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Volume 19 No. 2 June - July 2008 W a t e r . P
Volume 19 No. 2 June - July 2008 W a t e r . P

Volume 19 No. 2

June - July 2008

Water. Power. Environment.

Reliable resources for the Valley.

i r o n m e n t . Reliable resources for the Valley. IRRIGATION NEWS

IRRIGATION NEWS

Growers Seek Solutions for Metal Thefts

Nothing is worse or more frustrating than discovering that something that you own has been stolen. When that something is required to maintain your livelihood, the consequences can be disastrous.

Copper thefts are not only a local problem; they are rapidly increasing both nationally and globally. Thieves are targeting everything from the copper wires in street lights, telephone lines, cellular towers and new construction, to electrical substations and gas and water lines. Some have even cut the copper out of air conditioners and the wind turbines in Altamont Pass. With prices at $3.50 per pound, heavy gauge copper wire can bring a quick return at the recycler.

While cop- per is the focus of this article, other metals (brass, alu- minum e.g.) have been targeted as well. A favorite target is irrigation pumps, as they are usually located in remote locations where thieves can slip in and out un- observed. While the amount of wire taken is generally low, the damage

caused by the theft and the delay caused by the repair process can potentially ruin a crop. A theft of $100 of wire can run several thou- sands in repair costs.

Figure 1. An example of pump company built wire protection.

Figure 1. An example of pump company built wire protection. So how does a grower prevent

So how does a grower prevent or minimize the risks? Several methods are available.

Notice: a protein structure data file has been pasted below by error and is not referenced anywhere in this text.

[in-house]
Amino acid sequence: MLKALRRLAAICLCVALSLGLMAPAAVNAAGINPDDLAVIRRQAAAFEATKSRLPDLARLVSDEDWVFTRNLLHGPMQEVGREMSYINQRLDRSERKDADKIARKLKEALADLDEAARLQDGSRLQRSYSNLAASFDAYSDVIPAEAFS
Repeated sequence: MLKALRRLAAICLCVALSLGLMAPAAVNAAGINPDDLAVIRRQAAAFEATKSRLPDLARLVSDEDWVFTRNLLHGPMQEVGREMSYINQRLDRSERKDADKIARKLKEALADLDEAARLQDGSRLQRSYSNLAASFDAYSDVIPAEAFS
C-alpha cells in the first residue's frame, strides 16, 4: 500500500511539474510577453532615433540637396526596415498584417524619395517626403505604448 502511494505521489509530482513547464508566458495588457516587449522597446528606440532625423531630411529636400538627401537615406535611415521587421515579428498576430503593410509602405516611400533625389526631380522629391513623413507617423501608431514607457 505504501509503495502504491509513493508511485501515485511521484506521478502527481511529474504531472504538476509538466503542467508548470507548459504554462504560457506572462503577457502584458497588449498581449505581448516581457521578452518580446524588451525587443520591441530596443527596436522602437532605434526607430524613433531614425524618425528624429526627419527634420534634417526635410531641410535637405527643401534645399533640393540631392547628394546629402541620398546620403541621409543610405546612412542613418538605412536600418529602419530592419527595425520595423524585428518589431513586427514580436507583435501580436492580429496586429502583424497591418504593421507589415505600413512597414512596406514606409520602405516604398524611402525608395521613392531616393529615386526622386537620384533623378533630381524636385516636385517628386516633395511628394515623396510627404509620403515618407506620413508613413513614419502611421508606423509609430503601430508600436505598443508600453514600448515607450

GATES:

Ac-

cess

control

generally works

well,

although

a determined

thief will bypass

gates and walk

to

the

pump.

Also,

access

through a neigh-

bor’s

property

exposes

your

through a neigh- bor’s property exposes your Figure 2. An example of grower-built wire protection. well

Figure 2. An example of grower-built wire protection.

well to potential

action.

CAGES: These

can be expensive to purchase and

setup but provide

good security. They would need to be dismantled for repairs. Many also require a concrete pad, which is an added expense. The cage is only as good as the lock on the door, which can be defeated given enough time. Anyone who has

lost agricultural materials from a storage shed knows just

how easy it is to defeat a lock with bolt cutters.

LIGHTS: This option is good for areas that can be observed

from

a home or other structure. There is the added cost of

light

installation/operation, plus it acts as a beacon for pests

as well as thieves.

PATROLS: This option can be expensive if outside security is hired, or if you normally do not have employees working nights. The approach of a vehicle will scare off some thieves, but once the patrol has left, they will likely return. It is also important to recognize the motivation of the thief, and the potential that such people may be violent.

- continued on back -

Regional Board Opens Up Coalition Membership

The Regional Water Resources Control Board (Regional Board) has created an “open enrollment” pe- riod for those growers that want to become members of their local Coalition and failed to do so prior to De- cember 31, 2006. Those growers that elect to become members will not be assessed a late fee (amount yet to be determined) by the Regional Board. Failure to en- roll now may jeopardize your ability to become a mem- ber of a Coalition in the future. The deadline under this program is June 30, 2008.

Those who should enroll as members are land- owners with irrigated parcels adjacent to surface water bodies, where the possibility of irrigation or stormwa- ter discharges into that water body exists. Failure to become a member could lead to significant administra- tive fines if discharges of contaminated water are traced

back to your parcel.